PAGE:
I’ve always loved the Harmony remotes for feel and functionality, but they can be frustrating with the things they CAN'T do and should
I’ve been reading avsforums for a while and spent a lot of time googling if anyone had developed a good DIY remote solution to get really good integrated control that worked without IR commands.
Unfortunately, I have never found exactly what I wanted – to have control of devices over the network (not IR) from a remote like the Harmony that I can program myself.
There are a couple of companies that have interesting looking stuff, but they only sell to certified installer people and much more expensive than Harmony
so I thought on it a while and came up with a “Hack” that is working better than I had ever hoped, so I thought I’d share in my first post as an avsforums member.
I’m posting on here for any others out there like me who want to do this and share my learnings – not for the faint of heart right now.
I’m also looking for anyone who is a better programmer (or one with more time) than me to help me “simplify” the software base for other people to use and add to the capability.
So what did I do? I had a Harmony Elite w/Hub. Since Harmony barely supports anything over the network (why Logitech, IR Sucks!), I started looking at devices it could control and wondering if I could spoof it and come up with a way to know what activities and buttons were being pressed. Once I figured out how to do that, it was a should be a simple matter of running whatever network command to any device that I wanted. I found the Roku ECP (External Control Protocol) and determined that Harmony uses it for the network commands. However, Harmony needs to “find” the Roku on your network before it will work. It uses something called SSDP (Simple Service Discovery Protocol) in order to discover the Roku – It then goes and gets a bunch of config data from the Roku over normal HTTP web calls. I figured if I could make another computer answer the same way as the Roku, I could trick the Harmony into sending it Roku commands.
Step 1 (Nov ‘18)
- I went out and bought a Raspberry Pi (~$60), you can probably do this with a Pi Zero W ($20) as well, but I haven’t tested it. I also considered putting it on my HT / Gaming PC, but didn’t want it running all the time. I then loaded a free visual development environment (NODE-RED) that is specially designed for easily tying together IOT (Internet of Things) and started playing with coding up SSDP and the associated configuration pages that a Roku reports via the discovery process. I copied these pages from my actual Roku and then modified things like IP address, Name, etc. Bought a network sniffer so I could watch the messages being sent with WireShark and make sure mine matched. I got it all working, and now the myHarmony desktop software and app will discover the Raspberry PI, but thinks it’s a Roku TV. Even the Roku App on my phone thinks the Raspberry PI is a Roku TV!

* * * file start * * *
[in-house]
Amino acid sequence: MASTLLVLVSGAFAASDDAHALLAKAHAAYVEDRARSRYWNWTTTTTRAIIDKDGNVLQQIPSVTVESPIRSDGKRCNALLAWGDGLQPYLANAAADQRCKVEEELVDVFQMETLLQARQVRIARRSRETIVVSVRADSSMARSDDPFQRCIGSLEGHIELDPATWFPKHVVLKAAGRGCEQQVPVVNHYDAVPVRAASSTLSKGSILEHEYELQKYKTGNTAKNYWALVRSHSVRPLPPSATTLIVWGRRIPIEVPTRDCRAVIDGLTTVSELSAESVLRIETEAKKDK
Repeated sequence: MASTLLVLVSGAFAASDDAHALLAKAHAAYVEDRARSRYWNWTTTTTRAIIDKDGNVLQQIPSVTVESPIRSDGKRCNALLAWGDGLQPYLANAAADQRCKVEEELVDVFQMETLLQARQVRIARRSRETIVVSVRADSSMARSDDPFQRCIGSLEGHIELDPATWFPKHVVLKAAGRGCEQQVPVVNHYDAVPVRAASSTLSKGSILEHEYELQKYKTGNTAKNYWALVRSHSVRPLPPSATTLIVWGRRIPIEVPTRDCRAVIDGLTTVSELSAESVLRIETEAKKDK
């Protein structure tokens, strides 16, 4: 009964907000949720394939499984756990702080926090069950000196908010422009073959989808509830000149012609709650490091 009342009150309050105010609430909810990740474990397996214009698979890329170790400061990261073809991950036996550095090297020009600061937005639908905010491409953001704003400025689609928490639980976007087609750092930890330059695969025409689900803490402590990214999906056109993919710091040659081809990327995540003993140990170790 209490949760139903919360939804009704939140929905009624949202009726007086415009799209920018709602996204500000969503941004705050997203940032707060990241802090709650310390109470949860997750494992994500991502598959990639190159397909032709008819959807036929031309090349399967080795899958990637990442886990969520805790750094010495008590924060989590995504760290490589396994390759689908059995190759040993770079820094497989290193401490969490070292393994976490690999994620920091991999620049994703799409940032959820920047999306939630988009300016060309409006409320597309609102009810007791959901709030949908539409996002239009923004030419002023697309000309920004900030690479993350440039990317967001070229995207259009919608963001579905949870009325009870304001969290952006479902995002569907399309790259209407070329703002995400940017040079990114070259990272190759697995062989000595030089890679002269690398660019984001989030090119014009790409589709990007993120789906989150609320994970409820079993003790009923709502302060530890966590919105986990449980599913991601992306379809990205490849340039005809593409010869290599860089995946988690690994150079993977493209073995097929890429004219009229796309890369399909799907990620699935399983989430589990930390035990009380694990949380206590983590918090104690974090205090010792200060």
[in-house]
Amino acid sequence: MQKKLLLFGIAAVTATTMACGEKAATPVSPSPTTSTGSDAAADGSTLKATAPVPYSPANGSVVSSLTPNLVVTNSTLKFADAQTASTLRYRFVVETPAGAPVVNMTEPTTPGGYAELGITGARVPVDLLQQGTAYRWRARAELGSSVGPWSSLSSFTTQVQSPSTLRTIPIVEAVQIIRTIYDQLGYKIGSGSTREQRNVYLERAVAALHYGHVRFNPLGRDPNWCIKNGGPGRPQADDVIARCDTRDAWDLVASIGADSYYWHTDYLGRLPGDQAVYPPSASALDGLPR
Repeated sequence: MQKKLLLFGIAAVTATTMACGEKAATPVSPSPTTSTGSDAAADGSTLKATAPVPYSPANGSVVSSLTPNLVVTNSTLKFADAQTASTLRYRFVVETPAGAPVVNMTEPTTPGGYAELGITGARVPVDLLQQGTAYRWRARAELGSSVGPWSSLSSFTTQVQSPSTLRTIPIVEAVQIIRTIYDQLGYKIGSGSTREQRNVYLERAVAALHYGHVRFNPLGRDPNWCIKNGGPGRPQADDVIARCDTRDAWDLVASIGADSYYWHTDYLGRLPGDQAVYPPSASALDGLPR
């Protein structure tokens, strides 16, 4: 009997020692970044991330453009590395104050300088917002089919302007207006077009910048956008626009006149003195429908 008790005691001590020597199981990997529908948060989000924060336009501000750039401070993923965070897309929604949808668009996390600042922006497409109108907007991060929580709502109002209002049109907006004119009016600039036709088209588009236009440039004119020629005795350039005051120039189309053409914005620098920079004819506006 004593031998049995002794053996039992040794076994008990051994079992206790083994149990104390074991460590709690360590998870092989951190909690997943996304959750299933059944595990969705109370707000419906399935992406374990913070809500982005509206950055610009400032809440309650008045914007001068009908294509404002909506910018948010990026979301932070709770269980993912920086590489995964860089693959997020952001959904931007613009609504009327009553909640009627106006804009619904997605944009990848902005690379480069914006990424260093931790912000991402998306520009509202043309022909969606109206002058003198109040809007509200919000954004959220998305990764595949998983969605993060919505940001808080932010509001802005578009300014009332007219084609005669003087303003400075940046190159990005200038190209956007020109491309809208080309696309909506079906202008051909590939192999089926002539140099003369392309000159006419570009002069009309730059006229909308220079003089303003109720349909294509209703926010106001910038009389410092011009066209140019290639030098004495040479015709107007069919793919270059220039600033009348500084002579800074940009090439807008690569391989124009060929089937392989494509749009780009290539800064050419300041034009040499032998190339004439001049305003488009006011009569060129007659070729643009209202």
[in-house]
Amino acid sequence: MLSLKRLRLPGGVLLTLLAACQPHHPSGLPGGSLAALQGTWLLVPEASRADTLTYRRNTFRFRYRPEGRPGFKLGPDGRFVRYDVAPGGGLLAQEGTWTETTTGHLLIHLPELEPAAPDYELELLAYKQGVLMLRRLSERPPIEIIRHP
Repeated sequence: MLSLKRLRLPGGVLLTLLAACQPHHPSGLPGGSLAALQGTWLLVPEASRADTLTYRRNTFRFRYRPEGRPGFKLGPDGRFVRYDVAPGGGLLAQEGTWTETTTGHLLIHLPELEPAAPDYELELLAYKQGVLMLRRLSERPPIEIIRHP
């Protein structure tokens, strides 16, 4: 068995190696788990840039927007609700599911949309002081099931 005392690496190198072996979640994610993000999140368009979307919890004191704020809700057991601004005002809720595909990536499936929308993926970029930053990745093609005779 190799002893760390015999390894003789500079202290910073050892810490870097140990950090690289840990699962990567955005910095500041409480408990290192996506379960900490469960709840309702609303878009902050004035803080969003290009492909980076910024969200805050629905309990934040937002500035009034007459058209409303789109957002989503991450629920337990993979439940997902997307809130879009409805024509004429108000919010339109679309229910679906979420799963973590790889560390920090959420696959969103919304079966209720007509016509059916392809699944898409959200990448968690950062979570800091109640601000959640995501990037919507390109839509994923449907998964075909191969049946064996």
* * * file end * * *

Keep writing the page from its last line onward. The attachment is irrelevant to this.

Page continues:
Step 2. (Dec ‘18)
I then set up a HTTP messaging on the rPI to be able to receive the REST commands sent from the Harmony Hub and do something with them.
Step 3. (Dec ’18)
I made a custom activity on the Harmony remote, selecting the “Roku TV” as the only device so it prepopulated most of the buttons with Roku TV network commands.. Push Button –> Command received a message in rPI.
Step 4. (Dec ’18)
Now test that I can pass on the command to another device. So I open a telnet port to my Pioneer receiver within NODE-RED and connect it to send the receiver’s volume up command whenever I receive a message from the harmony hub “Volume Up” command to the “Roku”.
Step 5. (Dec ’18)
Now I think I have something I can work with!. The next thought was that with long and short presses on the harmony with the version of remote with light and plug control, I would need about 68 different commands to hard coded keys, plus any touchscreen commands I might want to add, but the Harmony interface to the Roku TV only has 20 something unique commands that can be assigned to buttons. So then I came up with a scheme that for most of the typical buttons (‘Play, Reverse, Forward, etc.) I would program the buttons as Harmony defaults them, but for “additional” and custom keys you need to program a two step macro and then decode on the rPI side.
Step 6. (Jan ’19)
Next I discovered that someone had already written a NODE-RED Harmony WebSocket driver, which I used to identify when I changed activity on the remote – Got this easily working. So now I can make a list of the startup and shutdown things that I want to do with each activity in the rPI and not the Harmony software.